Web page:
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Permanent URL to this publication: http://dx.doi.org/10.5167/uzh-55548

Huelsmann, P M; Hofmann, A D; Knoepfel, S A; Popp, J; Rauch, P; Di Giallonardo, F; Danke, C; Gueckel, E; Schambach, A; Wolff, H; Metzner, K J; Berens, C (2011). A suicide gene approach using the human pro-apoptotic protein tBid inhibits HIV-1 replication. BMC Biotechnology, 11:4.

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Regulated expression of suicide genes is a powerful tool to eliminate specific subsets of cells and will find widespread usage in both basic and applied science. A promising example is the specific elimination of human immunodeficiency virus type 1 (HIV-1) infected cells by LTR-driven suicide genes. The success of this approach, however, depends on a fast and effective suicide gene, which is expressed exclusively in HIV-1 infected cells. These preconditions have not yet been completely fulfilled and, thus, success of suicide approaches has been limited so far. We tested truncated Bid (tBid), a human pro-apoptotic protein that induces apoptosis very rapidly and efficiently, as suicide gene for gene therapy against HIV-1 infection.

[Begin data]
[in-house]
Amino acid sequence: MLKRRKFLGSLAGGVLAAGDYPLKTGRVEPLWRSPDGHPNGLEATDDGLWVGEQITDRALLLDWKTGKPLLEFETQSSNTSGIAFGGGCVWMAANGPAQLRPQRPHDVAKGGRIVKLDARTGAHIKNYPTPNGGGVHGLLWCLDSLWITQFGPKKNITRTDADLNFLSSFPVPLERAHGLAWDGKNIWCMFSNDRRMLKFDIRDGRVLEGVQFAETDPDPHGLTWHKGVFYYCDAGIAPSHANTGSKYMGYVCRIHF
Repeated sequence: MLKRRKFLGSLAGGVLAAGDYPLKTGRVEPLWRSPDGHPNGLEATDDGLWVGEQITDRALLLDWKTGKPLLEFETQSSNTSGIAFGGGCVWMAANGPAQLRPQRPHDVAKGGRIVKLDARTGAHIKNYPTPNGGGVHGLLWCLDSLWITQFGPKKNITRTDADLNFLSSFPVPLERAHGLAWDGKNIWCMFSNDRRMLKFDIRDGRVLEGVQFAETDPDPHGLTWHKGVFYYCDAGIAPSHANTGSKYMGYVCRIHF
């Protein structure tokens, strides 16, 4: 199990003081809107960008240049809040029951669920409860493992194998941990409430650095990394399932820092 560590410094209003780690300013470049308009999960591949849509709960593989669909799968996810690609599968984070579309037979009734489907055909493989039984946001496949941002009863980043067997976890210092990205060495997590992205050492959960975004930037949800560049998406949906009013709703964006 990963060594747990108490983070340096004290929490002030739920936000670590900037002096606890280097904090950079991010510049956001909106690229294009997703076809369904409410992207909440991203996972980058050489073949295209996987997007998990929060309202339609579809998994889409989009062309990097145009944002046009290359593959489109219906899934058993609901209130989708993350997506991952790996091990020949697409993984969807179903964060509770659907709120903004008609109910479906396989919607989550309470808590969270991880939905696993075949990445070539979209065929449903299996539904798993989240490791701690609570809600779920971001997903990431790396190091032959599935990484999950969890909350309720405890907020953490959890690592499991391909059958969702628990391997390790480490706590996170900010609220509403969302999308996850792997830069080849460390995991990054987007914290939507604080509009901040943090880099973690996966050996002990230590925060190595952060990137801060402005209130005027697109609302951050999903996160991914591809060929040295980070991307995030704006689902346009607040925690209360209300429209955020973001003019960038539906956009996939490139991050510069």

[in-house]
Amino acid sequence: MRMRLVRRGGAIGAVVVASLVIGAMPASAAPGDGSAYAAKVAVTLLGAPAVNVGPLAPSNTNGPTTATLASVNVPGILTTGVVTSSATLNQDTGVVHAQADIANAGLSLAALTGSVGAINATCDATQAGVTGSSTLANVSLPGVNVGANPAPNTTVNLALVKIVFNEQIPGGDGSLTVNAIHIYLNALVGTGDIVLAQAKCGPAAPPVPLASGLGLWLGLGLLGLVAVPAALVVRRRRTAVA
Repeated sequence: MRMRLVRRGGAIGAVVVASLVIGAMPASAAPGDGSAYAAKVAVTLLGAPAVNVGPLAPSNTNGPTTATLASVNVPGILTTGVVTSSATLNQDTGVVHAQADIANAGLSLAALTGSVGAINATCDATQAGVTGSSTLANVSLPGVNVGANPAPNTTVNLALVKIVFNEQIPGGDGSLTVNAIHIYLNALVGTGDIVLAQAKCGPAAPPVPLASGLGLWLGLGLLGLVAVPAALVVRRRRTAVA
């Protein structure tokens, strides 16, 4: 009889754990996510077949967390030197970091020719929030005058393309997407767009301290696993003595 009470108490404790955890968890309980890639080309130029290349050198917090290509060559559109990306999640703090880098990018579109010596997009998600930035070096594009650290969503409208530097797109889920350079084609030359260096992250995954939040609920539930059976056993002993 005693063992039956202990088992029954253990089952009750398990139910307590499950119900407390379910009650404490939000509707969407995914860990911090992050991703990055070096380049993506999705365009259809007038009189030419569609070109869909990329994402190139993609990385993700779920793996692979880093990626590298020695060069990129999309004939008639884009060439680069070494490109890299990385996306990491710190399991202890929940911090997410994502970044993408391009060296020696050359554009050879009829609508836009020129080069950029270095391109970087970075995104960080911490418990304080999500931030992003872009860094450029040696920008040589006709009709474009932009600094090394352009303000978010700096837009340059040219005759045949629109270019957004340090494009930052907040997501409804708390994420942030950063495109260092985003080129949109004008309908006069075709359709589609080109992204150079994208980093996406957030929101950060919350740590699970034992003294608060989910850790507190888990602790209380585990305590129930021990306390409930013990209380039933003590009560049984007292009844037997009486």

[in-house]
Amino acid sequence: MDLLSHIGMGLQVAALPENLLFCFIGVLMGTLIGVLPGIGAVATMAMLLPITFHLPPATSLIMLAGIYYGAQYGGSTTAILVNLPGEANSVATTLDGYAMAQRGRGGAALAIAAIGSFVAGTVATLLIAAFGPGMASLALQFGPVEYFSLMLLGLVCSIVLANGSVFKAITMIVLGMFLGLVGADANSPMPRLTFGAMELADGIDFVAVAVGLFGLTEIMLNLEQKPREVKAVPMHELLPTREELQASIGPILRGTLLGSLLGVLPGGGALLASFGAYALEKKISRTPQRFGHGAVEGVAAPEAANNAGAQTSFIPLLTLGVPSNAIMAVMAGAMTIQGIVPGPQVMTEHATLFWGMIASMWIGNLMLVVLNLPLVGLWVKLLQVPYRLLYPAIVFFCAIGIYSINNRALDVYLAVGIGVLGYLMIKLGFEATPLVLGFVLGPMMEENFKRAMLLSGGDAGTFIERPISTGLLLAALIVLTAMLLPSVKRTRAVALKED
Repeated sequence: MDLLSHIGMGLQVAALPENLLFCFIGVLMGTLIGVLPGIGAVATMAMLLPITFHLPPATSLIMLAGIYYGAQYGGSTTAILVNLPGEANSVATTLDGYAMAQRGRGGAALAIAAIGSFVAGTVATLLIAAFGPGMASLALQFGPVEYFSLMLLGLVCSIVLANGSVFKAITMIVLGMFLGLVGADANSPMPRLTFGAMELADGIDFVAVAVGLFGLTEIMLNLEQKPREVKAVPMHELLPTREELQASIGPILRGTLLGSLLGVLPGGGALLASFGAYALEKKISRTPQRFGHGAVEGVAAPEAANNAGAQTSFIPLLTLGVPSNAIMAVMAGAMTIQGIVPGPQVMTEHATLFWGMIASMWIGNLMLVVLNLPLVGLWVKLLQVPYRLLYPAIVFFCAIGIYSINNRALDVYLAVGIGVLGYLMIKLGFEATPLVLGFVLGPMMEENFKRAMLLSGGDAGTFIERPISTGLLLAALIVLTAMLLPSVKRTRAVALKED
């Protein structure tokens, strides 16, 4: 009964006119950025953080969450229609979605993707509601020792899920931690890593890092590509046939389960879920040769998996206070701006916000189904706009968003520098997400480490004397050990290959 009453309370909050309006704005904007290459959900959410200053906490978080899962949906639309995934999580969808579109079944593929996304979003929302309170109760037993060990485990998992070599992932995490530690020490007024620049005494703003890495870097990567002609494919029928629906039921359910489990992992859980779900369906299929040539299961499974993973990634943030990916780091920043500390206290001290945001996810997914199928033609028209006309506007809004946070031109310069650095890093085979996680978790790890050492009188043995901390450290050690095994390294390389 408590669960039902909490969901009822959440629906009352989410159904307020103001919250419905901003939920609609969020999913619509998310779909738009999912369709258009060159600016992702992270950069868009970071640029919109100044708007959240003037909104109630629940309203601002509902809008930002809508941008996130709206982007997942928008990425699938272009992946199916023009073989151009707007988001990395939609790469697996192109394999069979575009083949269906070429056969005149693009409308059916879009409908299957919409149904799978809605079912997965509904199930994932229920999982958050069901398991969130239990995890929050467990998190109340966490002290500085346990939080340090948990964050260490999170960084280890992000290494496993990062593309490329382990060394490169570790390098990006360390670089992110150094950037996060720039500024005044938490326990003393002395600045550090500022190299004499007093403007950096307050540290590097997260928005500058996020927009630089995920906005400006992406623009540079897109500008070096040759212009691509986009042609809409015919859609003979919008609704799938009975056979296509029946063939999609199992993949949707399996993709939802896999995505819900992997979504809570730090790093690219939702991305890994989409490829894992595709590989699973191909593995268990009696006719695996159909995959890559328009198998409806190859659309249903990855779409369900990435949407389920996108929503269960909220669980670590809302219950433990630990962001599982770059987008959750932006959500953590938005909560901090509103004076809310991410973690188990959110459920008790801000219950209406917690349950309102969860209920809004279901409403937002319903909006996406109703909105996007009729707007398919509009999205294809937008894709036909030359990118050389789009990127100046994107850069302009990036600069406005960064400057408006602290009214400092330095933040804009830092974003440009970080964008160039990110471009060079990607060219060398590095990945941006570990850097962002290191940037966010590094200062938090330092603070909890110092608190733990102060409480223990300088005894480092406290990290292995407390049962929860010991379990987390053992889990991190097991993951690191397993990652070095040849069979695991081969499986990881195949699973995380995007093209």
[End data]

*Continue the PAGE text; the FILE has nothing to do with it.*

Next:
When tBid was introduced into the HIV-1 LTR-based, Tat- and Rev-dependent transgene expression vector pLRed(INS)2R, very efficient induction of apoptosis was observed within 24 hours, but only in the presence of both HIV-1 regulatory proteins Tat and Rev. Induction of apoptosis was not observed in their absence. Cells containing this vector rapidly died when transfected with plasmids containing full-length viral genomic DNA, completely eliminating the chance for HIV-1 replication. Viral replication was also strongly reduced when cells were infected with HIV-1 particles.

This suicide vector has the potential to establish a safe and effective gene therapy approach to exclusively eliminate HIV-1 infected cells before infectious virus particles are released.


4 citations in Web of Science®
3 citations in Scopus®
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Additional indexing

Item Type:Journal Article, refereed, original work
Communities & Collections:04 Faculty of Medicine > University Hospital Zurich > Clinic for Infectious Diseases
Dewey Decimal Classification:610 Medicine & health
Deposited On:21 Jan 2012 19:42
Last Modified:05 Apr 2016 15:24
Publisher:BioMed Central
Publisher DOI:10.1186/1472-6750-11-4
PubMed ID:21223573

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